His shop – which has featured in several books, including BBC journalist John Simpson’s autobiography – has served some literary giants over the years. Curmudgeonly playwright, Hugh Leonard, was a regular.

“He exchanged books here right up to his death. He was great, but could be quite brusque sometimes. Once, I didn’t get him a book he wanted and he wrote about me in his column. I thought it was like cracking a walnut with a sledgehammer.”

On another occasion, the widow of a legendary politician gave him a tongue-lashing over his accent. Michael comes from a privileged, Anglo-Irish background and professes to be “West Brit, but Irish”. Referring to the War of Independence, the lady told Michael that “we should have shot the lot of you”.

The vast majority of celebrity customers have been pleasant, however. “Bono has come in a few times, but I wouldn’t necessarily recognise him. I’m very short-sighted,” he explains.

“One day a young man came in and bought a book about a French actor. He was scruffy and very Bohemian-looking. I thought he was a poet on his uppers, so I gave him a discount. Someone later told me he was Colin Farrell.”

Once, Michael witnessed a world-famous customer being ‘collared’ by the law. The actor had parked his BMW outside the shop.

“Minutes later the door opened and a guard asked whose car was on the double yellow lines. Pierce Brosnan popped up and said ‘it’s mine’. The guard made him move it. Fair play to him, he didn’t care that he was James Bond.”

Celebrities and locals alike are saddened by the passing of the Exchange. “People around are lovely, they’ve been so kind,” says Michael, pointing to a row of wine bottles behind the counter.

“We’re losing an institution. Dublin lost Green’s and Dalkey is now losing Michael,” said Liz, a local lady stocking up on last-minute bargains. Her fellow resident, Ryan Tubridy agrees, and believes the picturesque village is losing its “nerdy hub”.

“Losing a bookshop from a village like Dalkey is like having the brain removed. It needs a nerdy hub like the Exchange. It’s one thing ordering a book on Amazon, but Michael spoke to customers about authors, titles and the village itself. I hope some local has the sense to invest in the bookshop.”

Author, Brian Keenan, says he is “stunned” at the closure of his favourite shop. “The Exchange is one of the reasons I come down to the village. I can’t believe it’s closing. My abiding memory of the place is the day, years ago, when I went in to use the photocopier. I looked up and there was the journalist, Robert Fisk, asking Michael for directions.”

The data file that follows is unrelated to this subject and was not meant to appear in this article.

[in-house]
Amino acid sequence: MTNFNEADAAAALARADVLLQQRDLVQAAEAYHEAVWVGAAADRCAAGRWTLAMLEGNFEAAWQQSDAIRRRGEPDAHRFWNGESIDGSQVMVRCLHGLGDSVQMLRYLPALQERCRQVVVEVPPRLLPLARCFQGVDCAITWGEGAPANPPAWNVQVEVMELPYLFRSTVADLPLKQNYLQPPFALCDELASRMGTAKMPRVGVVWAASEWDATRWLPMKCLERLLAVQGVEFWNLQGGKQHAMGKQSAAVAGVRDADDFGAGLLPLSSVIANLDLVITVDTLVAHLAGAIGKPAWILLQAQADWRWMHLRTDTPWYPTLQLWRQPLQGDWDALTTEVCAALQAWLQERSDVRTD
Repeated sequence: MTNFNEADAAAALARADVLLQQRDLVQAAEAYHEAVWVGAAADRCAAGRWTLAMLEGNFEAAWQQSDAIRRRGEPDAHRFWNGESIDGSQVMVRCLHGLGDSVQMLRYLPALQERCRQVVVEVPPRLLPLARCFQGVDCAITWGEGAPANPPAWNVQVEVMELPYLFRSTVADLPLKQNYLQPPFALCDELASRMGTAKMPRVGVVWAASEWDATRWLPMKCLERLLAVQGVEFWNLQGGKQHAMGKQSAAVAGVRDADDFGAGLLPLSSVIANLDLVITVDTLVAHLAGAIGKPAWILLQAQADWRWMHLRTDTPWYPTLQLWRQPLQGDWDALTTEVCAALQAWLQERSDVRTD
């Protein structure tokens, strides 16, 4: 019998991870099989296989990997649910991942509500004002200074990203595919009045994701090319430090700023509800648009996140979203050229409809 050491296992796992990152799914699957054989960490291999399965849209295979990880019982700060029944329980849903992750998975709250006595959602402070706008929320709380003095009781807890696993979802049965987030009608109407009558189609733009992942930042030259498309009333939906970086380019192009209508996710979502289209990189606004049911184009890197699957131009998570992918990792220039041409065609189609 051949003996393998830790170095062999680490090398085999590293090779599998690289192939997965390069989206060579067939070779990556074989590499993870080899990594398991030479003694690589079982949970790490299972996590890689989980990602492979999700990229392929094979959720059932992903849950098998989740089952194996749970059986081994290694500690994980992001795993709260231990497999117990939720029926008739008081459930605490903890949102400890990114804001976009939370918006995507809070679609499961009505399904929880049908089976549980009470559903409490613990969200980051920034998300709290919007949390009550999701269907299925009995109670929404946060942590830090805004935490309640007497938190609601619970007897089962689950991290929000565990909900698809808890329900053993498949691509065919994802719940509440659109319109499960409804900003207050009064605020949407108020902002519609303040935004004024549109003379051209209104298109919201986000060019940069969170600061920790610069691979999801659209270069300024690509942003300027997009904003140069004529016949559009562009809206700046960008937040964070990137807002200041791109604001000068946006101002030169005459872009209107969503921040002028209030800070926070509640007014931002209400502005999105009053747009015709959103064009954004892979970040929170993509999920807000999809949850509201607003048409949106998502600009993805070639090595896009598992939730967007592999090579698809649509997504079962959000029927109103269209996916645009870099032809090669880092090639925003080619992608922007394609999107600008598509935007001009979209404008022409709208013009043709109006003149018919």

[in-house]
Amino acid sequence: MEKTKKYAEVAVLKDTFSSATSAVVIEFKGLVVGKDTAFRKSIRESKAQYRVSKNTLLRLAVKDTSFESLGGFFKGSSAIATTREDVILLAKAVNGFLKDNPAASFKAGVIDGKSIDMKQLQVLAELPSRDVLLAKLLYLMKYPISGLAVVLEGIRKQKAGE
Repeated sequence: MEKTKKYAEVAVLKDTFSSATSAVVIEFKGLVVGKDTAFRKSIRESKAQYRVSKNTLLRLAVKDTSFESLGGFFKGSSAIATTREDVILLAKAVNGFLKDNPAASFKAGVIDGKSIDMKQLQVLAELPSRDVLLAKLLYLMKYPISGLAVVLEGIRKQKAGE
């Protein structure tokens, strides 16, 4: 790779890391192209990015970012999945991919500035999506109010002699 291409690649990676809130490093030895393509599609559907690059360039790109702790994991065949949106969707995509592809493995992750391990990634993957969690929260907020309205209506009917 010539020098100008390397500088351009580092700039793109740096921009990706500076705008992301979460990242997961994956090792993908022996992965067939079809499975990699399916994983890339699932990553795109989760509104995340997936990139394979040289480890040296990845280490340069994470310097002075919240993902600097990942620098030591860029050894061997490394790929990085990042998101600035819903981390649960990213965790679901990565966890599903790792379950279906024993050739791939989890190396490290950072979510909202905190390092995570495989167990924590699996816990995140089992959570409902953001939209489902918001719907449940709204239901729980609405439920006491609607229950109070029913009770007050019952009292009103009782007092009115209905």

They hadn’t seen each other since Beirut, where Fisk had spent years writing about Keenan’s captivity in Lebanon.

“I said ‘what are you doing here?’” said Keenan, “and he said ‘What are YOU doing here?’ We both laughed.”

Fisk uses the shop as a post office, according to Michael. “He has his mail sent here when he’s away reporting.”

Michael has a particular affection for journalists, especially those who used to bring in review copies of books over the years.

“Many years ago I applied for a wine licence. I think wine and books go well together. A lot of the journalists who came in were heavy drinkers. I thought, if they came in with a book, for an extra three pounds they could trade it for a bottle of wine.”

Dreams of Bohemian hacks sipping wine and reading Maeve Binchy in the shop were quashed by the aptly-named Judge Hubert Wine.

‘Bohemian’ is word that sits uneasily on Michael’s shoulders, although he is undoubtedly a ‘creative’ himself. Prior to being a bookseller he was a published songwriter. Music runs in the family and his sister Clodagh has played with the likes of Thin Lizzie and Mike ‘Tubular Bells’ Oldfield. There is always music playing in the background at the Exchange. A box of tin whistles is perched on the higher reaches of shelves at the back of the shop. Ballad books sit alongside whimsical histories of Dublin and Lady Gregory’s Irish folk tales.

“It seems odd, as a bookseller, not to be ordering in new stock,” he says wistfully, looking at his soon-to-disassembled shelves. “I’ll be giving a lot of those books to charity.”

After 36 years of selling books, Michael plans to spend the next chapter of his life writing and publishing them. He has already produced two glossy tourist guidebooks which sell for €3. He will miss chatting to his customers though.

“Kids I sold to back in the 1970s have grown up with the Exchange, and now come in with their children. I’ll miss them all.

“I’m sad to be closing, but I’m looking forward to retirement. There are a lot of things I’d still like to do. I’d really like to learn how to play golf,” he says, clocking up his very last sale on the till.

“Let’s say €8.00 for that,” he tells his final customer, discounting a book by 50pc. He walks them to the door as a group of locals arrive with a book-shaped cake. Even in retirement there is no getting away from books. Inevitable gags are cracked about “eating his words” as Michael says his farewells.

He turns the key. Another chapter in Dublin’s history comes to an end.

* If you have any memories of the Exchange Bookshop, I’d love to hear them. Please write them up on the comments page, below. *